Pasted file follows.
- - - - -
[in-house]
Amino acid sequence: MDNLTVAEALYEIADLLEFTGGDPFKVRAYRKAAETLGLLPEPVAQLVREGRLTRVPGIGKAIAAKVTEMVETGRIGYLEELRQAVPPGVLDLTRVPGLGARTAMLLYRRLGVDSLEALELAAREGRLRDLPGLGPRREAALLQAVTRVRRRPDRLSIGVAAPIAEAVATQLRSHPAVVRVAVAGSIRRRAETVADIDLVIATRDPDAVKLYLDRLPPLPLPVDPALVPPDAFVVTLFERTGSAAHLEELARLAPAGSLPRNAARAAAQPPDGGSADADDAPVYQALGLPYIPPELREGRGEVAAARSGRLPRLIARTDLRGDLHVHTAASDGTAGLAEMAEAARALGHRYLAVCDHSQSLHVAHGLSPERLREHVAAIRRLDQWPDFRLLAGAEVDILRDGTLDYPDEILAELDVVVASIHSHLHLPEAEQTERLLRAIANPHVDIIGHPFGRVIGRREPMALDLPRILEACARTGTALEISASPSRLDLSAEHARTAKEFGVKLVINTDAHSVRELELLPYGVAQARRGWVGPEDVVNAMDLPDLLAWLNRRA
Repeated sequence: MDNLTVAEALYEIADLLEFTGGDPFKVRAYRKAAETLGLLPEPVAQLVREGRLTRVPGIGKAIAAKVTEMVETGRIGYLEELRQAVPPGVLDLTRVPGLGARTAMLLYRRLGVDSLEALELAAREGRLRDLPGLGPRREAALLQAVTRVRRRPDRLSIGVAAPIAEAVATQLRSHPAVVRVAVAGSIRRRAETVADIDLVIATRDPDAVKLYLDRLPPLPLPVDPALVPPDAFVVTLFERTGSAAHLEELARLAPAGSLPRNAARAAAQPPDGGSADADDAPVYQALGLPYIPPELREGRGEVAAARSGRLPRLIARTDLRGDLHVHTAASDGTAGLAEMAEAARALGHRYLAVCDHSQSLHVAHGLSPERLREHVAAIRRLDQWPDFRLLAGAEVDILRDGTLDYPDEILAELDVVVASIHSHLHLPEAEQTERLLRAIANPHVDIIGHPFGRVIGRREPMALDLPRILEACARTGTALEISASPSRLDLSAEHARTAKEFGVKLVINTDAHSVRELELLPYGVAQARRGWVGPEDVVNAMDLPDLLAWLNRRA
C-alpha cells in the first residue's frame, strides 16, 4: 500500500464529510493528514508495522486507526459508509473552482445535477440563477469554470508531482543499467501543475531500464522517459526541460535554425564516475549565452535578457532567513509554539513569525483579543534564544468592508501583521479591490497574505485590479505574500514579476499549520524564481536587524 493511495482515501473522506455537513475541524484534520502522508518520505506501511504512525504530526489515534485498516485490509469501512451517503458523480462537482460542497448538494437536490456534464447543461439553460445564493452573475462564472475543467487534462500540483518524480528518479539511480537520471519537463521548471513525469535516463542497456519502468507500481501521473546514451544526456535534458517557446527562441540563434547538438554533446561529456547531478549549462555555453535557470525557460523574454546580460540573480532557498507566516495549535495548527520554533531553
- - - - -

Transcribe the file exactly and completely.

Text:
[in-house]
Amino acid sequence: MDNLTVAEALYEIADLLEFTGGDPFKVRAYRKAAETLGLLPEPVAQLVREGRLTRVPGIGKAIAAKVTEMVETGRIGYLEELRQAVPPGVLDLTRVPGLGARTAMLLYRRLGVDSLEALELAAREGRLRDLPGLGPRREAALLQAVTRVRRRPDRLSIGVAAPIAEAVATQLRSHPAVVRVAVAGSIRRRAETVADIDLVIATRDPDAVKLYLDRLPPLPLPVDPALVPPDAFVVTLFERTGSAAHLEELARLAPAGSLPRNAARAAAQPPDGGSADADDAPVYQALGLPYIPPELREGRGEVAAARSGRLPRLIARTDLRGDLHVHTAASDGTAGLAEMAEAARALGHRYLAVCDHSQSLHVAHGLSPERLREHVAAIRRLDQWPDFRLLAGAEVDILRDGTLDYPDEILAELDVVVASIHSHLHLPEAEQTERLLRAIANPHVDIIGHPFGRVIGRREPMALDLPRILEACARTGTALEISASPSRLDLSAEHARTAKEFGVKLVINTDAHSVRELELLPYGVAQARRGWVGPEDVVNAMDLPDLLAWLNRRA
Repeated sequence: MDNLTVAEALYEIADLLEFTGGDPFKVRAYRKAAETLGLLPEPVAQLVREGRLTRVPGIGKAIAAKVTEMVETGRIGYLEELRQAVPPGVLDLTRVPGLGARTAMLLYRRLGVDSLEALELAAREGRLRDLPGLGPRREAALLQAVTRVRRRPDRLSIGVAAPIAEAVATQLRSHPAVVRVAVAGSIRRRAETVADIDLVIATRDPDAVKLYLDRLPPLPLPVDPALVPPDAFVVTLFERTGSAAHLEELARLAPAGSLPRNAARAAAQPPDGGSADADDAPVYQALGLPYIPPELREGRGEVAAARSGRLPRLIARTDLRGDLHVHTAASDGTAGLAEMAEAARALGHRYLAVCDHSQSLHVAHGLSPERLREHVAAIRRLDQWPDFRLLAGAEVDILRDGTLDYPDEILAELDVVVASIHSHLHLPEAEQTERLLRAIANPHVDIIGHPFGRVIGRREPMALDLPRILEACARTGTALEISASPSRLDLSAEHARTAKEFGVKLVINTDAHSVRELELLPYGVAQARRGWVGPEDVVNAMDLPDLLAWLNRRA
C-alpha cells in the first residue's frame, strides 16, 4: 500500500464529510493528514508495522486507526459508509473552482445535477440563477469554470508531482543499467501543475531500464522517459526541460535554425564516475549565452535578457532567513509554539513569525483579543534564544468592508501583521479591490497574505485590479505574500514579476499549520524564481536587524 493511495482515501473522506455537513475541524484534520502522508518520505506501511504512525504530526489515534485498516485490509469501512451517503458523480462537482460542497448538494437536490456534464447543461439553460445564493452573475462564472475543467487534462500540483518524480528518479539511480537520471519537463521548471513525469535516463542497456519502468507500481501521473546514451544526456535534458517557446527562441540563434547538438554533446561529456547531478549549462555555453535557470525557460523574454546580460540573480532557498507566516495549535495548527520554533531553